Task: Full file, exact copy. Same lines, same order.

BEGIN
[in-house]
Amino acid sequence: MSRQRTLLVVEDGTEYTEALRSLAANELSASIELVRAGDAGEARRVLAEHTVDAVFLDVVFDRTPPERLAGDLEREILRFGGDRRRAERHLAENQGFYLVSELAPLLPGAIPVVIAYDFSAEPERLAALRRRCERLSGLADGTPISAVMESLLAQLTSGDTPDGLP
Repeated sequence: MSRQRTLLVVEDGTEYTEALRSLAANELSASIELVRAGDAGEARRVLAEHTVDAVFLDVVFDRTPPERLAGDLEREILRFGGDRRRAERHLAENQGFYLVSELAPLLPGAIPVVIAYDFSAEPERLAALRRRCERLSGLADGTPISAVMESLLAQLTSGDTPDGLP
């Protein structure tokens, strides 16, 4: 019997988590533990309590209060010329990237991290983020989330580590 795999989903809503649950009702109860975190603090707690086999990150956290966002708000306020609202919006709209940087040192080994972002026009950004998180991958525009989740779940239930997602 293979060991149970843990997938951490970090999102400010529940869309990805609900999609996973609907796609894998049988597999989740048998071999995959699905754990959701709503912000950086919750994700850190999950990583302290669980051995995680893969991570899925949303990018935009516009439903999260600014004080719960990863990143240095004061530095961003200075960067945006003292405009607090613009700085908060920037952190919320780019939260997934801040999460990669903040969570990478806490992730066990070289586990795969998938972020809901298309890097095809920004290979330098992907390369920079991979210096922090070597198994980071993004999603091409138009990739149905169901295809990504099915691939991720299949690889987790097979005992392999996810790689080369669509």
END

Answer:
[in-house]
Amino acid sequence: MSRQRTLLVVEDGTEYTEALRSLAANELSASIELVRAGDAGEARRVLAEHTVDAVFLDVVFDRTPPERLAGDLEREILRFGGDRRRAERHLAENQGFYLVSELAPLLPGAIPVVIAYDFSAEPERLAALRRRCERLSGLADGTPISAVMESLLAQLTSGDTPDGLP
Repeated sequence: MSRQRTLLVVEDGTEYTEALRSLAANELSASIELVRAGDAGEARRVLAEHTVDAVFLDVVFDRTPPERLAGDLEREILRFGGDRRRAERHLAENQGFYLVSELAPLLPGAIPVVIAYDFSAEPERLAALRRRCERLSGLADGTPISAVMESLLAQLTSGDTPDGLP
């Protein structure tokens, strides 16, 4: 019997988590533990309590209060010329990237991290983020989330580590 795999989903809503649950009702109860975190603090707690086999990150956290966002708000306020609202919006709209940087040192080994972002026009950004998180991958525009989740779940239930997602 293979060991149970843990997938951490970090999102400010529940869309990805609900999609996973609907796609894998049988597999989740048998071999995959699905754990959701709503912000950086919750994700850190999950990583302290669980051995995680893969991570899925949303990018935009516009439903999260600014004080719960990863990143240095004061530095961003200075960067945006003292405009607090613009700085908060920037952190919320780019939260997934801040999460990669903040969570990478806490992730066990070289586990795969998938972020809901298309890097095809920004290979330098992907390369920079991979210096922090070597198994980071993004999603091409138009990739149905169901295809990504099915691939991720299949690889987790097979005992392999996810790689080369669509």